Shortwave Infrared Imaging Enables High-Contrast Fluorescence-Guided Surgery in Neuroblastoma.
Da Pieve, C
De Coppi, P
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UNLABELLED: Fluorescence-guided surgery is set to play a pivotal role in the intraoperative management of pediatric tumors. Shortwave infrared imaging (SWIR) has advantages over conventional near-infrared I (NIR-I) imaging with reduced tissue scattering and autofluorescence. Here, two NIR-I dyes (IRDye800CW and IR12), with long tails emitting in the SWIR range, were conjugated with a clinical-grade anti-GD2 monoclonal antibody (dinutuximab-beta) to compare NIR-I and SWIR imaging for neuroblastoma surgery. A first-of-its-kind multispectral NIR-I/SWIR fluorescence imaging device was constructed to allow an objective comparison between the two imaging windows. Conjugates were first characterized in vitro. Tissue-mimicking phantoms, imaging specimens of known geometric and material composition, were used to assess the sensitivity and depth penetration of the NIR-I/SWIR device, showing a minimum detectable volume of ∼0.9 mm3 and depth penetration up to 3 mm. In vivo, fluorescence imaging using the NIR-I/SWIR device showed a high tumor-to-background ratio (TBR) for both dyes, with anti-GD2-IR800 being significantly brighter than anti-GD2-IR12. Crucially, the system enabled higher TBR at SWIR wavelengths than at NIR-I wavelengths, verifying SWIR imaging enables high-contrast delineation of tumor margins. This work demonstrates that by combining the high specificity of anti-GD2 antibodies with the availability and translatability of existing NIR-I dyes, along with the advantages of SWIR in terms of depth and tumor signal-to-background ratio, GD2-targeted NIR-I/SWIR-guided surgery could improve the treatment of patients with neuroblastoma, warranting investigation in future clinical trials. SIGNIFICANCE: Multispectral near-infrared I/shortwave infrared fluorescence imaging is a versatile system enabling high tumor-to-background signal for safer and more complete resection of pediatric tumors during surgery.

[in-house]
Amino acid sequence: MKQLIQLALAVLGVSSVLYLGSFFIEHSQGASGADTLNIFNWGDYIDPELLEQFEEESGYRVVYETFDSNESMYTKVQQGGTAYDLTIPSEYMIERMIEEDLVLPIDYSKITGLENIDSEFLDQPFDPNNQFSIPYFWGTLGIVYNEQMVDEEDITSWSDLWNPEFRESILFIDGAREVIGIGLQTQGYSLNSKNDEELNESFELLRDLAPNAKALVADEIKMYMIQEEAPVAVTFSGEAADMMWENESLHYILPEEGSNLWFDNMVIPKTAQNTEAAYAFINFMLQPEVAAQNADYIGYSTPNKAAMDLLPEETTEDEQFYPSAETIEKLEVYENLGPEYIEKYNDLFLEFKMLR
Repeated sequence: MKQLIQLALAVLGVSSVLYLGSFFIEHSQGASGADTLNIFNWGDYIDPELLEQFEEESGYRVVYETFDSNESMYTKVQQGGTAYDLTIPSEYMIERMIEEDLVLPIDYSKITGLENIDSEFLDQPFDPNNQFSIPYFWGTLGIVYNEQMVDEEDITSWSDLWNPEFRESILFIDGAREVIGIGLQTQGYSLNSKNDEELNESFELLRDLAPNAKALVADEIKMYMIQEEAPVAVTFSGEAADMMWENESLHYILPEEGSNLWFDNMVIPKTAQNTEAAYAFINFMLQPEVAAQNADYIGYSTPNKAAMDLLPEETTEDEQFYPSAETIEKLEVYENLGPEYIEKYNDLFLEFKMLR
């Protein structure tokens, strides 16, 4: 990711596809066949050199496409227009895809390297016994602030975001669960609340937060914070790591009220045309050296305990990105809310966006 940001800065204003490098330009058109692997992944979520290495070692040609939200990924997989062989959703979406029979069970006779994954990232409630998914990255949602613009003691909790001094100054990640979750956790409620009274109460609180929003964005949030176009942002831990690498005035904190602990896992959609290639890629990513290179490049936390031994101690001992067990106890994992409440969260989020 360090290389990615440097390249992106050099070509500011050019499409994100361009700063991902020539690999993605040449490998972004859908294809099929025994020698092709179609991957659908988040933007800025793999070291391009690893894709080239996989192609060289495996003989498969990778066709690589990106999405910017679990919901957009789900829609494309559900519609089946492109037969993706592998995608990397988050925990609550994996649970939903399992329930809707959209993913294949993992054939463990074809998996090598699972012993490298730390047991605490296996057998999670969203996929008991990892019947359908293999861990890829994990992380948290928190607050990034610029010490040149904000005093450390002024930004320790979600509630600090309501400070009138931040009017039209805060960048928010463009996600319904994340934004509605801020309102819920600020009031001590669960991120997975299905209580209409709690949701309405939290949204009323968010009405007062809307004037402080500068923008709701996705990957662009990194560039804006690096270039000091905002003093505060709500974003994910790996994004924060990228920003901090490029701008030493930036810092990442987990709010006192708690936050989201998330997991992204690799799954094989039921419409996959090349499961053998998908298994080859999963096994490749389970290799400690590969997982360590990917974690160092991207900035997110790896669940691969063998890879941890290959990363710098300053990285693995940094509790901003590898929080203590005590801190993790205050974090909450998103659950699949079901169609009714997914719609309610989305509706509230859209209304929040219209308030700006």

Preclin Molecular Imaging
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Cancer Research, 2023, pp. CAN-22-2918 -
AMER ASSOC CANCER RESEARCH